Lost in the Secular World

Why Americans love faith institutions

However much it may disgruntle the devoutly secular, all culture is steeped in institutional faith. Easy to forget sometimes, especially in the Bay Area and on the west coast in general, but most of the country and world is deeply influenced by religion. To work intelligently we have to acknowledge that reality and let it influence our own actions. Once we get to know faith institutions better, it’s possible to explore another question: what strategies are desirable for secular, politically left radicals, knowing what institutional faith offers people?

People join faith communities for many reasons. The first European settlements in the U.S. were so religiously homogenous that it was dangerous to not participate. Non-churchgoers were seen as witches and devil-possessed, and were castigated from the struggling towns to survive on their own. Religion in relation to society doesn’t overtly carry the same weight today. Instead, people seek out faith communities seemingly of their free will. The social and geographic context encourages us, however, to pledge allegiance to one or another religious organization. There has always been a strong rhetoric advocating secularism in the U.S. Separation of Church and State is written into the Constitution but all the presidents and powerful positions were filled by Protestant men for over half this country’s history; a majority of them still are. Church and State remain essentially joined, as the top political individuals belong to only a few, very similar, institutions of faith.

Breaking out of religion became more possible when geographic communities became culturally more diverse. People from all over the world, with their own religious practices, found themselves living up next to each other in the explosion of urban industrial America in the 19th century. In an unofficially Protestant nation, there were two potential results. Either there would be explicit repression and the rise of a religious state, or government would have to extract itself from the influence of religion. It did some of both.

Living as we do several generations after religious tensions tested this country so overtly (remember that the very first confrontation was with the American indigenous, and that was resolved through genocide), new forces have driven people back to religion, and in particular, religiously informed politics. In North America we have the unique distinction of living in places that were built to break up walkable communities. Much of present urban America was shaped in the 1960s or after, when living, working, and playing in one place became passé. In rural areas, cities, and neighborhoods that orbit around cars, a vacuum of isolation now bars us from strong community connections. Those connections would provide a sense of self, social identity, and political purpose. In the absence of cultural (i.e. immigrant and ethnic) or geographic (i.e. neighborhood) community, most people go searching for a placebo. They frequently land on churches, mosques, synagogues and the like. This is not random.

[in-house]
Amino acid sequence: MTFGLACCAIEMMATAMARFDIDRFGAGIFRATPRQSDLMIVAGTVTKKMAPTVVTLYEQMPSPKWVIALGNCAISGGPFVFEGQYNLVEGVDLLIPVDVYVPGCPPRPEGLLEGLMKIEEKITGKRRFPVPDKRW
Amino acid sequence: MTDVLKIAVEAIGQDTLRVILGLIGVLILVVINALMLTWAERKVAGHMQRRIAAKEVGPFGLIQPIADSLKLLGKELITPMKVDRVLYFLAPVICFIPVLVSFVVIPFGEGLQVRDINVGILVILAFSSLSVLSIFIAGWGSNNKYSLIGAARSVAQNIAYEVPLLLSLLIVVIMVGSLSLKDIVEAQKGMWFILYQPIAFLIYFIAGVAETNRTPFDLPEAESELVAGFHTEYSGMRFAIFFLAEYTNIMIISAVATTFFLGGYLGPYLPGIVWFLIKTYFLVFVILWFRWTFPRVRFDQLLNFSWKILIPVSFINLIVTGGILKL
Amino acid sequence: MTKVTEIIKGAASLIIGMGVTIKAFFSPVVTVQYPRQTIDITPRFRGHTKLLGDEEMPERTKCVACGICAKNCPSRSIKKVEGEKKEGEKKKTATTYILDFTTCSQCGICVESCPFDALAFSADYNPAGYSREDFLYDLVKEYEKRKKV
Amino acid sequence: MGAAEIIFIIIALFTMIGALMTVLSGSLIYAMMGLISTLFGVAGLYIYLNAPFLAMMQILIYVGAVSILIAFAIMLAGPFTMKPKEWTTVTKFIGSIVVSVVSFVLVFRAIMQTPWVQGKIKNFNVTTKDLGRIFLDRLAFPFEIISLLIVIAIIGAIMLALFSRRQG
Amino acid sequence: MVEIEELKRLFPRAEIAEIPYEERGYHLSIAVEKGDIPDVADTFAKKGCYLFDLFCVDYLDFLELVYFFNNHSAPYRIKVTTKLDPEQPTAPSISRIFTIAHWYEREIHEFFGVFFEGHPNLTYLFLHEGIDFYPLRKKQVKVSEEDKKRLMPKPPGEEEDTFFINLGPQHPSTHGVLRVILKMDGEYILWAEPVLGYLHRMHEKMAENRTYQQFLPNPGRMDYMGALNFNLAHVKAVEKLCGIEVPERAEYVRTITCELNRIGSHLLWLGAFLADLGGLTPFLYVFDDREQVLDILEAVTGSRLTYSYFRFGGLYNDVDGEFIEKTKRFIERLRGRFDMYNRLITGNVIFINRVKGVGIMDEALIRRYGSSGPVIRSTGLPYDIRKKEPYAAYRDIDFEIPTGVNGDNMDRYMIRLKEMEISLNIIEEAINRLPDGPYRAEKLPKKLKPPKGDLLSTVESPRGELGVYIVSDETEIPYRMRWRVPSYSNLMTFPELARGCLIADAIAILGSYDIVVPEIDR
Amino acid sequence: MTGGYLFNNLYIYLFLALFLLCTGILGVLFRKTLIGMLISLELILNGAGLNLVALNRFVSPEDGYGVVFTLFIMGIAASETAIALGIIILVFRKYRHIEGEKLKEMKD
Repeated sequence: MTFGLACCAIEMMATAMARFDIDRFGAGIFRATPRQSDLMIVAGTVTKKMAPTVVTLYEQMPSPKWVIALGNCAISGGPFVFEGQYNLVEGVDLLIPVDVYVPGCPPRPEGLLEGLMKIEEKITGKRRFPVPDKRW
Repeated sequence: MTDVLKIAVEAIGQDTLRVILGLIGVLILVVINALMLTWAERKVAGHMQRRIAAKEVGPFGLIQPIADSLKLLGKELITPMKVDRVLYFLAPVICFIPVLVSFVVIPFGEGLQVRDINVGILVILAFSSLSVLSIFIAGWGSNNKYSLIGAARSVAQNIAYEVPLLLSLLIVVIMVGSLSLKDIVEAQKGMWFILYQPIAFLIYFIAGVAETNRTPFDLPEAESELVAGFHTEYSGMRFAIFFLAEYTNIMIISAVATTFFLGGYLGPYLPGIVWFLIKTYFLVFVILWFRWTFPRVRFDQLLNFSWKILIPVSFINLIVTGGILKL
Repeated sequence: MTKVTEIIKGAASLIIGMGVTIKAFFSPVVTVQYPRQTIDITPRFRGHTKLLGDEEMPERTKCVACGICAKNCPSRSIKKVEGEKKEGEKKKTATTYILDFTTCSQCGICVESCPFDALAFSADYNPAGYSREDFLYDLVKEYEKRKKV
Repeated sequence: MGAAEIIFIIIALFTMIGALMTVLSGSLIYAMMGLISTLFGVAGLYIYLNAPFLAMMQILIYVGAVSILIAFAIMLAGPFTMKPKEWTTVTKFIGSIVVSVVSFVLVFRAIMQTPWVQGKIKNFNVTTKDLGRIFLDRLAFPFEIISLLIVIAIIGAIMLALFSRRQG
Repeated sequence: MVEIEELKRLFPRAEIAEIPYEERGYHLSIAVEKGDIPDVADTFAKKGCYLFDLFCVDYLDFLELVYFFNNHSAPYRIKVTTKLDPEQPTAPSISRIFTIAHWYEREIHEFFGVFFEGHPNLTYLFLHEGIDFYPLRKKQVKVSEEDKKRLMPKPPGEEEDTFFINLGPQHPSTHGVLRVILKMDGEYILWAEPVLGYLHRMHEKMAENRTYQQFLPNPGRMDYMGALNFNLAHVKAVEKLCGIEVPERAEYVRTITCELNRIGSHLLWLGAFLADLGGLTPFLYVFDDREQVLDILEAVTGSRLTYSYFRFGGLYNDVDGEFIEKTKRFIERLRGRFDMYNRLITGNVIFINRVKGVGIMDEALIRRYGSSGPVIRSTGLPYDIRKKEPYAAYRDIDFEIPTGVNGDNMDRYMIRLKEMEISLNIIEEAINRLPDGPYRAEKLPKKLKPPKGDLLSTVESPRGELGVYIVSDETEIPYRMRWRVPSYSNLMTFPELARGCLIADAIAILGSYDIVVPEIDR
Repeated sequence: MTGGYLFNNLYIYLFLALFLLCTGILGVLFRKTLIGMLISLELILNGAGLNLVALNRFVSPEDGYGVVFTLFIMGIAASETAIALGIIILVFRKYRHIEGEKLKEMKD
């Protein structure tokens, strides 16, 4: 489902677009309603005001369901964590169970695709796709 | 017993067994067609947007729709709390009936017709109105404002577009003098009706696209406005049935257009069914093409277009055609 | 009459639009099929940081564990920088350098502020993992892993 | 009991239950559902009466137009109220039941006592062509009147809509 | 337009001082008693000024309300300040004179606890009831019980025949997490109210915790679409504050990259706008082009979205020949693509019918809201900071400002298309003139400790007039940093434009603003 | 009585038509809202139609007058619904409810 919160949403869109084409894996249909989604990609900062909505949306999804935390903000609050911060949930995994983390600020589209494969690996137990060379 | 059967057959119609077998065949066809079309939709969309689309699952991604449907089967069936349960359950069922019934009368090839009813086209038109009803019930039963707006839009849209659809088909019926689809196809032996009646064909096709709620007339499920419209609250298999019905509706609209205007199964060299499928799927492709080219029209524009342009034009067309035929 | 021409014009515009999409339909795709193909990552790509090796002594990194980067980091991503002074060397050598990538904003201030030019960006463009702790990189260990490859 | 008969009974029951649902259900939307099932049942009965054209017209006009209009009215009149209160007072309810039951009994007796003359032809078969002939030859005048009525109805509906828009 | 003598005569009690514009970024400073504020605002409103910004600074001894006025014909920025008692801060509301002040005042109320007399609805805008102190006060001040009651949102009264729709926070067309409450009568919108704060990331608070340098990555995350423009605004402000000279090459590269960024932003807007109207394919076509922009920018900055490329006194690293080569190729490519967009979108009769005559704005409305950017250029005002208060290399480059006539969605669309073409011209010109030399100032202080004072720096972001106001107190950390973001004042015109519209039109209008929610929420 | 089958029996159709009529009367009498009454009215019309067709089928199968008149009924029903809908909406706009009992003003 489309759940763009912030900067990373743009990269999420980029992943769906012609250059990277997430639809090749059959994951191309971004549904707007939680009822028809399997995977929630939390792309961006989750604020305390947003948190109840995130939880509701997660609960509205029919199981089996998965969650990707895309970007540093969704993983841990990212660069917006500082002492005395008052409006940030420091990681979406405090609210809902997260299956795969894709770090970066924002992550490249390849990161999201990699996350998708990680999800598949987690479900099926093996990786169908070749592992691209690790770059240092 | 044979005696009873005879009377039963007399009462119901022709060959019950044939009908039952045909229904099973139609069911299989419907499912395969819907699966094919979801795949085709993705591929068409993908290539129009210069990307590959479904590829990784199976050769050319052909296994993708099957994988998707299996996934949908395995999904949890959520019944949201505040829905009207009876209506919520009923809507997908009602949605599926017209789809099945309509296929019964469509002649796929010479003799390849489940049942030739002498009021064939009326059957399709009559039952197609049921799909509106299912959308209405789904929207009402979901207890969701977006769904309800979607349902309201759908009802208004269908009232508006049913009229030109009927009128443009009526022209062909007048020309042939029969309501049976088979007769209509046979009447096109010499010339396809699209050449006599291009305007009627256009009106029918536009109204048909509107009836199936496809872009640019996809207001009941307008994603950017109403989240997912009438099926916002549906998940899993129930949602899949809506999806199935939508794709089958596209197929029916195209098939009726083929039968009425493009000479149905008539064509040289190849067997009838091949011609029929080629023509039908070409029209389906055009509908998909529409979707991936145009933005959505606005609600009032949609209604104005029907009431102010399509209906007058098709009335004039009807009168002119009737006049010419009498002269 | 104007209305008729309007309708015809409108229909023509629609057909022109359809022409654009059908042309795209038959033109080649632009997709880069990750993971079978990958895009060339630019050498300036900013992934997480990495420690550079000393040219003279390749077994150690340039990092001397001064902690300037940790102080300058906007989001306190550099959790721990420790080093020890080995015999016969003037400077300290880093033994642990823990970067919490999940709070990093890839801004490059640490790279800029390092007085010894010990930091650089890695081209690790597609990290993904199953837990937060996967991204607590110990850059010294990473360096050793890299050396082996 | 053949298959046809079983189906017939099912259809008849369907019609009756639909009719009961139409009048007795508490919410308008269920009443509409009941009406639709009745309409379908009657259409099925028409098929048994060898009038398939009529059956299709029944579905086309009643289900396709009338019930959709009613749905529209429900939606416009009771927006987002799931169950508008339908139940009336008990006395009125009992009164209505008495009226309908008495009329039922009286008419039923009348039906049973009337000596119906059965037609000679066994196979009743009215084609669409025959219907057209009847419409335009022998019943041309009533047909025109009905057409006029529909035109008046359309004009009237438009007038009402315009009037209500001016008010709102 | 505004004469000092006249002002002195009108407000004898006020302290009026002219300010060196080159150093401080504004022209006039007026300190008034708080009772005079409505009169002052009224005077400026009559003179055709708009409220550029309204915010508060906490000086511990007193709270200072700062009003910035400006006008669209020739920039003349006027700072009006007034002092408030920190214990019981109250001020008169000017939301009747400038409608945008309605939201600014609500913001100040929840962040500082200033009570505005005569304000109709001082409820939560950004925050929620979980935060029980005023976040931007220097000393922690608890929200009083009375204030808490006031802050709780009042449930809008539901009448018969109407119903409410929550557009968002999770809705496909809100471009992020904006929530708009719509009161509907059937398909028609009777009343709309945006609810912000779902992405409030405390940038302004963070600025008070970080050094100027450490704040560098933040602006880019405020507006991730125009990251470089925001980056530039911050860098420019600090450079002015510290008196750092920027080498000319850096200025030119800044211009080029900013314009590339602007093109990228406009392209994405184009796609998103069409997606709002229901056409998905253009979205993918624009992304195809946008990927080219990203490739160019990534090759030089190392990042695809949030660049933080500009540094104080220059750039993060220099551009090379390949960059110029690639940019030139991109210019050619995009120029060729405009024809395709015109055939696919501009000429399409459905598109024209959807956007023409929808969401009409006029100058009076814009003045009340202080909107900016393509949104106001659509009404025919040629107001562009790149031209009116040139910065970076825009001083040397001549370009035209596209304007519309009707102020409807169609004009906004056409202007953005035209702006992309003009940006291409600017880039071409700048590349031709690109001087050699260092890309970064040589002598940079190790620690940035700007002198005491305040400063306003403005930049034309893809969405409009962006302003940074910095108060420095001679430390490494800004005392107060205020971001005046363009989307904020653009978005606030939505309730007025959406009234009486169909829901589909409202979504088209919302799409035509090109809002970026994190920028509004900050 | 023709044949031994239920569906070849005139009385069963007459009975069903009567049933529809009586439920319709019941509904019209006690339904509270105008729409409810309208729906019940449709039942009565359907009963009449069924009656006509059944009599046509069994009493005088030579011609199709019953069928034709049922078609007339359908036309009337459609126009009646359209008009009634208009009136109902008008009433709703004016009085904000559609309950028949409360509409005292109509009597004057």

Faith communities or more accurately, faith institutions, replicate hierarchy and patriarchy, maintaining the existing order of society. They offer guidance in overwhelming, chaotic surroundings, often in the form of authoritarian orders. Unlike in secular society, however, they are presented in a paternal manner that feels familial (based on the patriarchal model children learn at home). Folded into teachings of love, justice, and morality (concepts open to wide interpretation), the rituals and tenets of faith almost always replicate leadership from above and dominance by male figures. The paternal hierarchy of religious order answers a strong yearning for close knit community. Even though hierarchy, patriarchy, and capitalism threaten and destabilize us, many people associate them with the need for safety and comfort. This is pure reflex. We were all raised amidst these oppressive structures. We know what to expect and how to respond. On a certain level, we respond positively to these systems. Realizing this can inform the culture of radical propaganda and groups. We’re good at critiquing hierarchy, patriarchy, and capitalism. We might go further, and start to acknowledge and compensate for how appealing these institutions are, because they are etched deeply on our psyches. The simple fact of feeling familiar draws millions of people to prefer this social arrangement to anything different.

As radicals of social, anarchist, non-hierarchical, feminist inclinations, it’s vital to recognize this genuine human need for feeling comfortable, oriented, and safe. In Maslow’s hierarchy of needs, these impulses rank directly under physical demands of food, water, warmth, and rest. Political struggle is much less urgent to our survival instinct.